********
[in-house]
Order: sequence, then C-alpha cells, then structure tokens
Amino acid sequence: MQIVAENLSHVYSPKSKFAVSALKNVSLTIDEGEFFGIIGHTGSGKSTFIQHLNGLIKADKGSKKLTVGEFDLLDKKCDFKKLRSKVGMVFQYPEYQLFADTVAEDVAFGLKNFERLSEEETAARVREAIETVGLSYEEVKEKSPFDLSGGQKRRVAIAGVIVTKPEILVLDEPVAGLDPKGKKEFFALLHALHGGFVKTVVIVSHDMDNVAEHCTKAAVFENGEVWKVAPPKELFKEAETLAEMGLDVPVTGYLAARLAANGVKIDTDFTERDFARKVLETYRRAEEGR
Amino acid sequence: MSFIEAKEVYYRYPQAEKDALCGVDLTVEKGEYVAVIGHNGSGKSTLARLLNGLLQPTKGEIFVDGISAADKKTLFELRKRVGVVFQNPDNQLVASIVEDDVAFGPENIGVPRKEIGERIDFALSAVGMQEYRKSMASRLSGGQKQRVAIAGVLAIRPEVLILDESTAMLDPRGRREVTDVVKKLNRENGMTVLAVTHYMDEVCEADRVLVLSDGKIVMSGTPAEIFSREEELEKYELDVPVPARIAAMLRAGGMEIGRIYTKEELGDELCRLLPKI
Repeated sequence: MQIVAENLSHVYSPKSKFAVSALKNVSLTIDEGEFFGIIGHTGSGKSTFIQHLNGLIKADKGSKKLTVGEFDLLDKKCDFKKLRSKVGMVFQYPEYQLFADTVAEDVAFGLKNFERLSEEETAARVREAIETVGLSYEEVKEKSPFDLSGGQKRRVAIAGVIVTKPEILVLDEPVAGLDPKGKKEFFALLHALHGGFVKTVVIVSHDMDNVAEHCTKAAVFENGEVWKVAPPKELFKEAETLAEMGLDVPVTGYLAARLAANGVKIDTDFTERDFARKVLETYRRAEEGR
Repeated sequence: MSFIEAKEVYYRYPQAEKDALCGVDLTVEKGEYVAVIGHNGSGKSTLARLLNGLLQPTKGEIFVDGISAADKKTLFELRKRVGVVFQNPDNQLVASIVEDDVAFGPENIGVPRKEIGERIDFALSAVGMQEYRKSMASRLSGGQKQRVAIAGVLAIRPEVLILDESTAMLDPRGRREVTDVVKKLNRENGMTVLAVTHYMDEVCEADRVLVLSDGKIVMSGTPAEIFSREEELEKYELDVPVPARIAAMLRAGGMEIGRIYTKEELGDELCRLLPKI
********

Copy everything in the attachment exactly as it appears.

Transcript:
[in-house]
Order: sequence, then C-alpha cells, then structure tokens
Amino acid sequence: MQIVAENLSHVYSPKSKFAVSALKNVSLTIDEGEFFGIIGHTGSGKSTFIQHLNGLIKADKGSKKLTVGEFDLLDKKCDFKKLRSKVGMVFQYPEYQLFADTVAEDVAFGLKNFERLSEEETAARVREAIETVGLSYEEVKEKSPFDLSGGQKRRVAIAGVIVTKPEILVLDEPVAGLDPKGKKEFFALLHALHGGFVKTVVIVSHDMDNVAEHCTKAAVFENGEVWKVAPPKELFKEAETLAEMGLDVPVTGYLAARLAANGVKIDTDFTERDFARKVLETYRRAEEGR
Amino acid sequence: MSFIEAKEVYYRYPQAEKDALCGVDLTVEKGEYVAVIGHNGSGKSTLARLLNGLLQPTKGEIFVDGISAADKKTLFELRKRVGVVFQNPDNQLVASIVEDDVAFGPENIGVPRKEIGERIDFALSAVGMQEYRKSMASRLSGGQKQRVAIAGVLAIRPEVLILDESTAMLDPRGRREVTDVVKKLNRENGMTVLAVTHYMDEVCEADRVLVLSDGKIVMSGTPAEIFSREEELEKYELDVPVPARIAAMLRAGGMEIGRIYTKEELGDELCRLLPKI
Repeated sequence: MQIVAENLSHVYSPKSKFAVSALKNVSLTIDEGEFFGIIGHTGSGKSTFIQHLNGLIKADKGSKKLTVGEFDLLDKKCDFKKLRSKVGMVFQYPEYQLFADTVAEDVAFGLKNFERLSEEETAARVREAIETVGLSYEEVKEKSPFDLSGGQKRRVAIAGVIVTKPEILVLDEPVAGLDPKGKKEFFALLHALHGGFVKTVVIVSHDMDNVAEHCTKAAVFENGEVWKVAPPKELFKEAETLAEMGLDVPVTGYLAARLAANGVKIDTDFTERDFARKVLETYRRAEEGR
Repeated sequence: MSFIEAKEVYYRYPQAEKDALCGVDLTVEKGEYVAVIGHNGSGKSTLARLLNGLLQPTKGEIFVDGISAADKKTLFELRKRVGVVFQNPDNQLVASIVEDDVAFGPENIGVPRKEIGERIDFALSAVGMQEYRKSMASRLSGGQKQRVAIAGVLAIRPEVLILDESTAMLDPRGRREVTDVVKKLNRENGMTVLAVTHYMDEVCEADRVLVLSDGKIVMSGTPAEIFSREEELEKYELDVPVPARIAAMLRAGGMEIGRIYTKEELGDELCRLLPKI